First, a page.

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Edinburgh Museums

Edinburgh has plenty of tourists, particularly during the period of the Edinburgh Festival, and many of these also like to visit museums in Edinburgh while they are there. Edinburgh has quite a number of museums and some of these are national institutions. The Museum of Scotland, together with the neighbouring Royal Museum is what makes up the National Museum of Scotland. The museum has many collections that are dedicated to the people, history and culture of Scotland. The National Museum of Scotland is situated in central Edinburgh at the intersection of Chambers Street and George IV Bridge. The museum was opened to the public in 1996 and admission is free.

The National War Museum is part of the National Museums of Scotland, an organisation which runs a number of Scotland’s museums but this does not include the galleries containing the main collections of paintings and sculptures. The National War Museum is located inside Edinburgh Castle and admission is included in the entry charge to the castle. The National War Museum was previously known as the Scottish United Services Museum and before that, the Scottish Naval and Military Museum.

The Museum of Edinburgh is a museum dedicated to the history, origins and legends of the city and is located in the late sixteenth century Huntly House, which is situated on Edinburgh’s Royal Mile. The museum is maintained by the city council The Museum of Edinburgh consists of a maze of historic rooms that are full of objects from Edinburgh’s past. The collections detail the history of Edinburgh from its very beginnings up to the present and the museum holds regular exhibitions for the public.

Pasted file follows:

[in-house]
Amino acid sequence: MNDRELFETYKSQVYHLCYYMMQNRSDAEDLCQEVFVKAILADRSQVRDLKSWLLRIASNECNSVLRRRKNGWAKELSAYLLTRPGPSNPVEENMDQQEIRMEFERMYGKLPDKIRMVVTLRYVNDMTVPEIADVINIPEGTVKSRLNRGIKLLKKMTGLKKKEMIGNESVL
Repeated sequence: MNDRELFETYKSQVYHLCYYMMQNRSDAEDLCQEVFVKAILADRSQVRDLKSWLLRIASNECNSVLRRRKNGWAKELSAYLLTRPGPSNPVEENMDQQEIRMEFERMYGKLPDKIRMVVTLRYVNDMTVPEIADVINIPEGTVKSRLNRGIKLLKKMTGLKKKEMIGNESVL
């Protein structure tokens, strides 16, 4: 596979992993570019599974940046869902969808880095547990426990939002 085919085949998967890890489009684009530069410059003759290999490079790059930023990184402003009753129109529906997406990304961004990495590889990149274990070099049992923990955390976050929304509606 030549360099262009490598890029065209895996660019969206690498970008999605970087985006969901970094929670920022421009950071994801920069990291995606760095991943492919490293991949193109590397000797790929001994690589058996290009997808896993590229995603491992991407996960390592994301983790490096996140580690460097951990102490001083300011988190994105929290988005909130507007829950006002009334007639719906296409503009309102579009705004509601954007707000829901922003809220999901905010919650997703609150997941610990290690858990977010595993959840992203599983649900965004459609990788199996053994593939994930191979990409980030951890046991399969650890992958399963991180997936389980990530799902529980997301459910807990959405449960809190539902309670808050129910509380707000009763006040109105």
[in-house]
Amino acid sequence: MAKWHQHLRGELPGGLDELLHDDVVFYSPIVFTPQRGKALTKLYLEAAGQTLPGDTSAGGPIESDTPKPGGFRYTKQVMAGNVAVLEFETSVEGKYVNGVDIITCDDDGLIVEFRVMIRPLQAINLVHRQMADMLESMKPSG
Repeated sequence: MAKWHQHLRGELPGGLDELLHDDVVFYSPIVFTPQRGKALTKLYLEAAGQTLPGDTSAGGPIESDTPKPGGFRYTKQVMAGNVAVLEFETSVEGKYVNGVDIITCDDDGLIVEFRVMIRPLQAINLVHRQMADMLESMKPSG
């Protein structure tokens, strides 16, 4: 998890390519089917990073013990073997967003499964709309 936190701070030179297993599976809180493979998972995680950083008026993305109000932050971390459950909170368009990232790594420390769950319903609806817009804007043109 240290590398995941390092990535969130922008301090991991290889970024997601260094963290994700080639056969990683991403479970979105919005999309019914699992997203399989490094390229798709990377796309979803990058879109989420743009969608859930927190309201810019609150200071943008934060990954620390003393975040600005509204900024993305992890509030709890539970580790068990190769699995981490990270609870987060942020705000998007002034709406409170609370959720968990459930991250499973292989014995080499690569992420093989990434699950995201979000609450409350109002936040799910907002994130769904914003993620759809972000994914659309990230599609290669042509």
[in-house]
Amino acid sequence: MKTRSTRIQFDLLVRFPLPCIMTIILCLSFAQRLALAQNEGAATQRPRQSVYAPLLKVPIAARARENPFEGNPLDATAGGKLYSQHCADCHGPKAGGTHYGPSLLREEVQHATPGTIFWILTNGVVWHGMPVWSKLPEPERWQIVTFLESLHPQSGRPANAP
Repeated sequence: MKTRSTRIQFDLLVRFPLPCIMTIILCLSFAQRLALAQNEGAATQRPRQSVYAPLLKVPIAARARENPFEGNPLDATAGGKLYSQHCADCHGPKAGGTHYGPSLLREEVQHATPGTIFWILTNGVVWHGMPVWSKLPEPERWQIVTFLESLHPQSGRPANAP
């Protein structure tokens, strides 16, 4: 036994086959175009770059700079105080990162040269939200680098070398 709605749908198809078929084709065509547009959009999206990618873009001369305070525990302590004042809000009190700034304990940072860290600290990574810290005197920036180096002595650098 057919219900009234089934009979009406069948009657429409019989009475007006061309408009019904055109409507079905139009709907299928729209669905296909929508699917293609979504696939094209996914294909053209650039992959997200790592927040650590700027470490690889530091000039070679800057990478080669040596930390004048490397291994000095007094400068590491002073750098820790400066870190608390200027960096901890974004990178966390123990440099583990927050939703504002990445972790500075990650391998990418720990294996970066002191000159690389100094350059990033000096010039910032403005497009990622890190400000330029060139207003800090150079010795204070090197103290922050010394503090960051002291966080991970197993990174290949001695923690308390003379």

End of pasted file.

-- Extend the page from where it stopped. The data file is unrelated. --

Museums in Edinburgh include the Museum of Childhood, which is situated in what used to be the Salvation Army’s Hall on Edinburgh’s Royal Mile. The museum’s collection includes toys, fairground horses and has five different galleries in total, there is also space for themed exhibitions and you can listen children from the 1930s reciting their multiplication tables or take part in a street game from the 1950s. The museum is literally full of objects relating to childhood past and present. There are toys and games from all over the world and you can learn how parents have brought up their children throughout history.

The famous Royal Society of Edinburgh is Scotland’s national academy of science. The society provides grants for scientific research and education and organises public lectures. The society was formed at the time of the Scottish Enlightenment at the beginning of the eighteenth century. While the society is not open to visitors you can read articles produced by its members and see some of the things it has done in its promotion of science in Scottish schools.

Edinburgh is an historic city with plenty to offer its visitors and the museums and art galleries of Edinburgh reflect its history and culture. Museums are open to the public and many of the museums in Edinburgh are free for visitors, funded and managed by the city council.